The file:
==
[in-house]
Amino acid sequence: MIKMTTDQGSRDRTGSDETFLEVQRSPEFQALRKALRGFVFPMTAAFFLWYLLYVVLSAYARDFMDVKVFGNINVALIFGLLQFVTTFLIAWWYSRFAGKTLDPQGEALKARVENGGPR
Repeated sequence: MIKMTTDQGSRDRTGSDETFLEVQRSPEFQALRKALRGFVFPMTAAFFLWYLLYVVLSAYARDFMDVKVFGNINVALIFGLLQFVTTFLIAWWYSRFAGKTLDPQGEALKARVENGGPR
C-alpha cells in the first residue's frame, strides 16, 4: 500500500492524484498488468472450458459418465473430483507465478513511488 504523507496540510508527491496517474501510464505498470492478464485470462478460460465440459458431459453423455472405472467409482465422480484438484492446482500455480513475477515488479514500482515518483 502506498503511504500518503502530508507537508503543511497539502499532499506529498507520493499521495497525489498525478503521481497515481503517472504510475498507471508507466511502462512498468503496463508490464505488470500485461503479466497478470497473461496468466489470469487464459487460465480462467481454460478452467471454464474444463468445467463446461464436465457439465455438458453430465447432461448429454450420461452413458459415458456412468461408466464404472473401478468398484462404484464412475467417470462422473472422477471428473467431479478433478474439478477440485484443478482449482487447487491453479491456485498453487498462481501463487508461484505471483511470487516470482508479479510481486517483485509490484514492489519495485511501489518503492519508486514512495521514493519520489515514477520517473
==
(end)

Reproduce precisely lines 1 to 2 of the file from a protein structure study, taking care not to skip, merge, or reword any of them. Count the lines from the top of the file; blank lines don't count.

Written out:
[in-house]
Amino acid sequence: MIKMTTDQGSRDRTGSDETFLEVQRSPEFQALRKALRGFVFPMTAAFFLWYLLYVVLSAYARDFMDVKVFGNINVALIFGLLQFVTTFLIAWWYSRFAGKTLDPQGEALKARVENGGPR